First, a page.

The next way that the body changes in order to respond to stresses placed upon it while exercising is by increasing the number of red blood cells in the bloodstream. Red blood cells work as a taxi to deliver oxygen to the muscles. When the body is working out hard and the muscles are not receiving the desired amount of oxygen, it sends a message to the kidneys telling them to produce more of these taxis. “Erythrocyte (red blood cell) production varies with the oxygen concentration of the blood in a negative feedback control mechanism. If blood oxygen concentration is low…the kidneys release erythropoietin, a hormone that stimulates red bone marrow to produce more RBCs”.1 The bone marrow produces more red blood cells and this, in turn, helps the body to deliver more oxygen to the working muscles. The increase in oxygen delivery to the muscles helps a person to be able to exercise longer because the body is able to withstand reaching the lactate threshold as quickly. These two adaptations work hand in hand.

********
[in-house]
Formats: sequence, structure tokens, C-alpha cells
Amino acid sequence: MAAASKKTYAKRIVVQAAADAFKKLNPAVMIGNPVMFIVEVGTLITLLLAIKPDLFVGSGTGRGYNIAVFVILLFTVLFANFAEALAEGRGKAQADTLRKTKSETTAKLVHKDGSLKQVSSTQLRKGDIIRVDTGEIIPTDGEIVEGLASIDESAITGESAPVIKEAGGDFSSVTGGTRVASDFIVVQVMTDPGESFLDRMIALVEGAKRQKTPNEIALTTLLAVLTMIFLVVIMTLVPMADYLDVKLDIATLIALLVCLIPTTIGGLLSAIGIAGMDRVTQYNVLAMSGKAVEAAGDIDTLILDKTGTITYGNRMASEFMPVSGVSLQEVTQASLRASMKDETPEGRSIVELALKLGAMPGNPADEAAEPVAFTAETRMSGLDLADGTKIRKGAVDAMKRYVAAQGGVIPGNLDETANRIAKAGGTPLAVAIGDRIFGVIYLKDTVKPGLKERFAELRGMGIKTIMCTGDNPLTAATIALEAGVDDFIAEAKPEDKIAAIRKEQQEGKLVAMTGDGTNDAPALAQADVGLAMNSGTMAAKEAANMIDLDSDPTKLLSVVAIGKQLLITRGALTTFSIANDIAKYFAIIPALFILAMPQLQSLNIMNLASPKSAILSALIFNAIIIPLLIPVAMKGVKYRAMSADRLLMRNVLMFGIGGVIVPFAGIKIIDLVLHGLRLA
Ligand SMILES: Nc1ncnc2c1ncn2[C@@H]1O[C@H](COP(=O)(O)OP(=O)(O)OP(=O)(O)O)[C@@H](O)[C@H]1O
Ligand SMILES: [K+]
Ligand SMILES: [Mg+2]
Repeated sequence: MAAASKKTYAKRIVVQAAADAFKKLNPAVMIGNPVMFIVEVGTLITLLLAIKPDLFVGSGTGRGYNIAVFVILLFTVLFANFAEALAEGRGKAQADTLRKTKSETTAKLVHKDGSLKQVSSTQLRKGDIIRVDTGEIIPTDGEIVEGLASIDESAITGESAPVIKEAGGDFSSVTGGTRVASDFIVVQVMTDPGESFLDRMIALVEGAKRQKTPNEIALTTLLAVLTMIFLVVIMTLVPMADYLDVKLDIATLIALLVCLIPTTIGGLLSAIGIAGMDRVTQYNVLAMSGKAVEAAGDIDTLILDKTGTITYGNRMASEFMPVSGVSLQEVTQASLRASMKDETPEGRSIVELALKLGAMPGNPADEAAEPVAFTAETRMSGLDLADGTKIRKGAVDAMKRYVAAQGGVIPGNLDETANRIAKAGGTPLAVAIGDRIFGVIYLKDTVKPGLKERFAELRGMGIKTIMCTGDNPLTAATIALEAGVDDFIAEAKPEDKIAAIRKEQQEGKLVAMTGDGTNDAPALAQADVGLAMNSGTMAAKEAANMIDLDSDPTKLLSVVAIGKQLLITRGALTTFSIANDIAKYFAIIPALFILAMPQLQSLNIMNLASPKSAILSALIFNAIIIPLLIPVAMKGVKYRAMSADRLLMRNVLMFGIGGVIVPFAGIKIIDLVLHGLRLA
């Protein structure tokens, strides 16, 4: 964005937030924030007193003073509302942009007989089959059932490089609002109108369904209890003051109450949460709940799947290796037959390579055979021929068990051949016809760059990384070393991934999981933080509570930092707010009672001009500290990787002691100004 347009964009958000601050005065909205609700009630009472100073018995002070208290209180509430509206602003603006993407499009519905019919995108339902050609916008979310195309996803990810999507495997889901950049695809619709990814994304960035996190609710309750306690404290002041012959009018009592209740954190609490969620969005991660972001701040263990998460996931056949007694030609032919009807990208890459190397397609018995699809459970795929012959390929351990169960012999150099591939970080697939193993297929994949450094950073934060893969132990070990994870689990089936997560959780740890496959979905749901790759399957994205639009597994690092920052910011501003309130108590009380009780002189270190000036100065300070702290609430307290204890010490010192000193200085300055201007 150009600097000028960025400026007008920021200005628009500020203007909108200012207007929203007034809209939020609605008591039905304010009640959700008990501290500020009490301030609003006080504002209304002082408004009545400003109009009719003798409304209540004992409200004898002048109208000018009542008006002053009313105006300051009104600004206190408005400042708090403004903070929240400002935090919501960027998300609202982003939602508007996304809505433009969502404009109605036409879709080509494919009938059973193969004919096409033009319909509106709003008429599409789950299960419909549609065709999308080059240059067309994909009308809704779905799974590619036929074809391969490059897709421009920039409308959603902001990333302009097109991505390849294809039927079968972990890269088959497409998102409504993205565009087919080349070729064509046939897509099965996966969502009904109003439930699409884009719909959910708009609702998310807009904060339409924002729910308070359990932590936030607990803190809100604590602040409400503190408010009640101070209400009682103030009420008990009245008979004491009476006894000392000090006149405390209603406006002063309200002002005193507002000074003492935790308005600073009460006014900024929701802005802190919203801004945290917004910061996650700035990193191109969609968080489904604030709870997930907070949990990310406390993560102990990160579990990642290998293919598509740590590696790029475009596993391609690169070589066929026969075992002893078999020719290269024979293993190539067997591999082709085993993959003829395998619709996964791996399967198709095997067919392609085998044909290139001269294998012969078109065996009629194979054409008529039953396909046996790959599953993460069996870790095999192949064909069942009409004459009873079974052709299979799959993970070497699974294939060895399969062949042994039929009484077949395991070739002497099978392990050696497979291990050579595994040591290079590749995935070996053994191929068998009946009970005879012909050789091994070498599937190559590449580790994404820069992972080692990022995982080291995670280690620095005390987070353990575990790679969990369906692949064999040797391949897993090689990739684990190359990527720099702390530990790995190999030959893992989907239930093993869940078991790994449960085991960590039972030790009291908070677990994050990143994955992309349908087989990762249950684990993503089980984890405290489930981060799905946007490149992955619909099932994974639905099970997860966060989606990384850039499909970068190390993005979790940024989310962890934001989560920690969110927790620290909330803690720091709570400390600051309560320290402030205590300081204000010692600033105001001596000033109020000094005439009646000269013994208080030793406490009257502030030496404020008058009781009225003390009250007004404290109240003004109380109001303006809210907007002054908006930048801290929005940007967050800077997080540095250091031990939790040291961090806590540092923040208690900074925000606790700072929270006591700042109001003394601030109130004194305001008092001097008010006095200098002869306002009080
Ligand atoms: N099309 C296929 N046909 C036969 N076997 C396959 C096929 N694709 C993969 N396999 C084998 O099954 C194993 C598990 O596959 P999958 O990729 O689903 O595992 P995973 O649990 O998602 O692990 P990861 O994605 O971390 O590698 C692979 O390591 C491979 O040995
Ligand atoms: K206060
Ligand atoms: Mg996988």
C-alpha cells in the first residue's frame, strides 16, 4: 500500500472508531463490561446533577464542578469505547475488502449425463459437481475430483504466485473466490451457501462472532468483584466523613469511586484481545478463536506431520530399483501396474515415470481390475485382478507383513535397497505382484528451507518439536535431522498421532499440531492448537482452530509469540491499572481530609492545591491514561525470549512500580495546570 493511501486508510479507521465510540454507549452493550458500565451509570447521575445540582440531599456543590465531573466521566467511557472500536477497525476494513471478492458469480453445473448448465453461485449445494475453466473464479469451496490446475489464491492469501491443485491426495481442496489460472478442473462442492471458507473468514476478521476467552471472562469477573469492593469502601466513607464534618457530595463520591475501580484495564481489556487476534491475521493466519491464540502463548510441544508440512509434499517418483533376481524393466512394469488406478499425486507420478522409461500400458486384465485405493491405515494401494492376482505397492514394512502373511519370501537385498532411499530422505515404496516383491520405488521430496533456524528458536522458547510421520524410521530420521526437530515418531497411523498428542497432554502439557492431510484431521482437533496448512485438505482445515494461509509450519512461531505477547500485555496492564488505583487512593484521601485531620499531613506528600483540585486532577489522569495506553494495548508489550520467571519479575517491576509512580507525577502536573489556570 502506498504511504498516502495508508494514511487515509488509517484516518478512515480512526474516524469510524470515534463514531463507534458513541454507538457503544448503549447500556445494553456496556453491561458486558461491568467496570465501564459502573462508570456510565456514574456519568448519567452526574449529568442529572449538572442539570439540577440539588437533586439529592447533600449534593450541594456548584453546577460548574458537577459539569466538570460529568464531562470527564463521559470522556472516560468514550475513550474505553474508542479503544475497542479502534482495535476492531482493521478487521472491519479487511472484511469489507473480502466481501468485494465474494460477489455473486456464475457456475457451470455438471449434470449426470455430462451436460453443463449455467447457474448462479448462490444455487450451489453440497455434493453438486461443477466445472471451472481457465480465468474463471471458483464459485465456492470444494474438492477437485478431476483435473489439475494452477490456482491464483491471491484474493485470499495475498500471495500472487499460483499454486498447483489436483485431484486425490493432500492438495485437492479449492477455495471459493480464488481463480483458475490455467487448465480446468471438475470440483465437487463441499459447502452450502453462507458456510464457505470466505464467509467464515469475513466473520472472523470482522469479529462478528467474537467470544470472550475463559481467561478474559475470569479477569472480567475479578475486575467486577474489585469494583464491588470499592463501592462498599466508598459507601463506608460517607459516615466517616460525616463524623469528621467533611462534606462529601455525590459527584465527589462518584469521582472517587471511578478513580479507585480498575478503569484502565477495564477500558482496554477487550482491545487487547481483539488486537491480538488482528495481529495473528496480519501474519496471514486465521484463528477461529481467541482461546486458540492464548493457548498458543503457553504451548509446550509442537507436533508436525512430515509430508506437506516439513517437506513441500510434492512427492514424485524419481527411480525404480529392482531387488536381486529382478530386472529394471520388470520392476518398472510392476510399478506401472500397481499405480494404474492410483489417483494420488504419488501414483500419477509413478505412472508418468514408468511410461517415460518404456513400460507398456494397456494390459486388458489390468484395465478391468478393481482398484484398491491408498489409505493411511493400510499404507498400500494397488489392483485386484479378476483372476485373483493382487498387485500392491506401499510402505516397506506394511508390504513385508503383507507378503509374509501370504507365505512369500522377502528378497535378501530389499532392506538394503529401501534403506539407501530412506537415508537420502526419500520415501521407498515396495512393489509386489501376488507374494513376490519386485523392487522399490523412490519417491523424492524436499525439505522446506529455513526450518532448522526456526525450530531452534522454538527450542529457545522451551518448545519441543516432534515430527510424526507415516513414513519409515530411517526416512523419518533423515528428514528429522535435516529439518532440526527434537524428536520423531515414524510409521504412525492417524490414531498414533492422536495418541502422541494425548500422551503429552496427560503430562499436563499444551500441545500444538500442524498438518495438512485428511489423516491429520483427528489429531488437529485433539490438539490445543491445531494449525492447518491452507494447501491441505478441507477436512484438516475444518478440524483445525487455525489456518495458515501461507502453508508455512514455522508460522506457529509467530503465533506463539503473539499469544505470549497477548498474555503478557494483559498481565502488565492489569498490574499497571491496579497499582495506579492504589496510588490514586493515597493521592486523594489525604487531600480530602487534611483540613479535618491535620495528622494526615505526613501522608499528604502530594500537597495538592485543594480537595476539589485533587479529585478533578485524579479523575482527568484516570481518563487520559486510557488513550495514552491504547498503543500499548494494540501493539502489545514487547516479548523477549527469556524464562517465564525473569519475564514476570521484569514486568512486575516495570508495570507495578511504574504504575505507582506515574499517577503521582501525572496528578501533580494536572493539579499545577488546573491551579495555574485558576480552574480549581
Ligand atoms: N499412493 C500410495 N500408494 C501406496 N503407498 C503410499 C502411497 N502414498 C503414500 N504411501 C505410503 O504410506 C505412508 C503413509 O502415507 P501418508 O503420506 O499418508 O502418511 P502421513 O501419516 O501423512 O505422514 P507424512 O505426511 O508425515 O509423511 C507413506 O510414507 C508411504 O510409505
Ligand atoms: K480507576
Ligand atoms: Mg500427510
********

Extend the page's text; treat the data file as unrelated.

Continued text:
Lastly, the heart adapts to the imposed demands placed upon the body by becoming a more efficient pump. The heart, like any muscle in the body, will become stronger when it is worked. “Aerobic training induces alterations in pulmonary dynamics during exercise. Such changes contribute to a more effective ventilatory response to the stress of physical activity”.2 The heart has the ability to increase the stroke volume, or the amount of blood that it pumps out with each stroke. The heart, as it becomes stronger, will increase the stroke volume as a response to imposed demands being placed upon the body. In addition to being able to pump more blood out with each contraction, the cardiac output also increases as a person’s body becomes more adept to exercise. This means that the heart has the ability to pump more blood through the body’s arterial system per minute. The heart changes physiologically, just as the red blood cells and lactate threshold do.